Within Viva Topics, Microsoft is adding a feature to mention the topics in team channel conversations allowing users to provide greater context to discussions. Let me share a personal example: when mentioning the “Modern Workplace” topic within a new team member onboarding channel, our new employees can view the Modern Workplace topic card in the message. Then they can click on the card to access the full topic page to get the complete information about our practice, such as key leaders, documents, experts and relationships to other topics they may want to know more about.
Another Viva Topics feature that will benefit businesses is the ability to segment the topics based on SharePoint sites and your organization’s information architecture. This will allow your business to better understand how you organize the organization. For example, each department may have its own segment of topics, thus allowing the HR department to manage its HR-specific topics and the Finance department to manage its finance-specific topics. And if the actual feature will allow for auto-segmentation based on your organization’s information architecture, this could greatly simplify the creation and management of these segments.
Viva Connections also has significant improvements coming up. The most significant one for me is the ability to define multiple SharePoint home sites (the underlying requirement for enabling Viva Connections). This update will enable different customized, segmented employee experiences based on departments or other organizational segments, allowing different home sites to target specific news, tasks, and applications for unique users. Microsoft will surface all this information within the employees’ workflow (i.e., all within Microsoft Teams).
Lastly, among the employee experience collection is Microsoft Viva Goals.
Over the years, we have focused heavily on defining annual imperatives, objectives and key performance indicators across the organization. Our methods for managing these have been quite different across the organization, with each operating group using different methods to define, track and report on these areas, which is quite inefficient, time-consuming and error prone.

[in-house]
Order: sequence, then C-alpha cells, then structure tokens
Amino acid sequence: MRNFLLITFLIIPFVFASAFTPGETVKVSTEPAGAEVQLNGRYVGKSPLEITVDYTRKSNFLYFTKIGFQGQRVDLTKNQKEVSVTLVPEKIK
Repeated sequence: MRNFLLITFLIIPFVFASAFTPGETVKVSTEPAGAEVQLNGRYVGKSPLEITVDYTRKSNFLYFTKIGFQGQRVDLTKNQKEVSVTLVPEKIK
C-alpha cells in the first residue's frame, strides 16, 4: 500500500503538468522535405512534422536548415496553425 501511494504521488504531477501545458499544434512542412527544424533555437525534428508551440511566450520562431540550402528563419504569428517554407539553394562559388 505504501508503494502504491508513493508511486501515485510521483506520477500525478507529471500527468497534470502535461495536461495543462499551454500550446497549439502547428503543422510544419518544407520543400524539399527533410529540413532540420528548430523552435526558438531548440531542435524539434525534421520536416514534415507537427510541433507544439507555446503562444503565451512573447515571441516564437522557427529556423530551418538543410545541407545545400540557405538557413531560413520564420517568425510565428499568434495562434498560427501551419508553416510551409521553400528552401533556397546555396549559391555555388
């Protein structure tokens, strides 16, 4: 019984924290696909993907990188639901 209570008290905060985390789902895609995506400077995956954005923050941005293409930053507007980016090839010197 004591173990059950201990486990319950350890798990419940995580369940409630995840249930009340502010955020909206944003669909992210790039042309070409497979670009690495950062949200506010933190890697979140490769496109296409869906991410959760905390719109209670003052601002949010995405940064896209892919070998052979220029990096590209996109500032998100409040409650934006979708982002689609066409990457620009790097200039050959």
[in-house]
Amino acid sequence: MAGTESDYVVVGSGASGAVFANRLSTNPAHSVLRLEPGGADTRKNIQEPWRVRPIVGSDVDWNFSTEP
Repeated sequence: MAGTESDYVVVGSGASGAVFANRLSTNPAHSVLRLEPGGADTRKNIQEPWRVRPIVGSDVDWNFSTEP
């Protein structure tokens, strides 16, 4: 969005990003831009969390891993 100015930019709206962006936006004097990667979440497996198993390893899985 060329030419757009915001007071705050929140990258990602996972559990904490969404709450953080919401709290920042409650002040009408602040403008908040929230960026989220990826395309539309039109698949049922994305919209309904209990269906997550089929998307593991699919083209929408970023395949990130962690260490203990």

By using Microsoft Viva Goals and its underlying objectives and key results (OKRs), we’ll be able to accomplish what we’ve been striving toward for many years now. We’ll be able to intentionally create OKRs that “create cross-functional cooperation to unify direction and improve collaboration. When each individual, team and department goal aligns to the company’s broader strategy, teams have a lens through which their work, and the impact it’s intended to have, is prioritized.” Having Microsoft Viva Goals integrated within Teams and other applications is one more way companies can continue to view Teams as more than just a collaboration tool but as a digital platform.
There’s so much more Microsoft Viva will provide in the coming years, with the above being a very small part of the overall suite of Viva tools. Now that organizations have become comfortable using Microsoft Teams features to improve their collaboration and communications, they also want to take Teams to the next level.
The upcoming features we discussed today will benefit most organizations, and Microsoft has even more on its roadmap. But there are still several Teams features I’d love to see Microsoft release, including:
- Channel management – Be able to archive and move channels, to include the conversations and applications (e.g., wiki, Planner Plans, and so on)
- @mentioning people in Planner Plans – Plans are great for some lightweight task management, but a feature that would significantly add to its value and adoption is the ability to @mention someone in the task card Notes and Comment sections, so people can notify others on status updates, help needed, and other general collaboration requests.
- Group calendar visibility within Teams – This has been a frequent request of Teams users over the years, and Microsoft took one step closer to enabling this by having channel calendars. It would be even better to see the full group calendar. The ultimate integration would be the ability to see your calendar and email from within Teams.
It will be a great year for Microsoft Teams, and I can’t wait to use these great features. I’m even more excited to see what they come up with to benefit workflows in the future.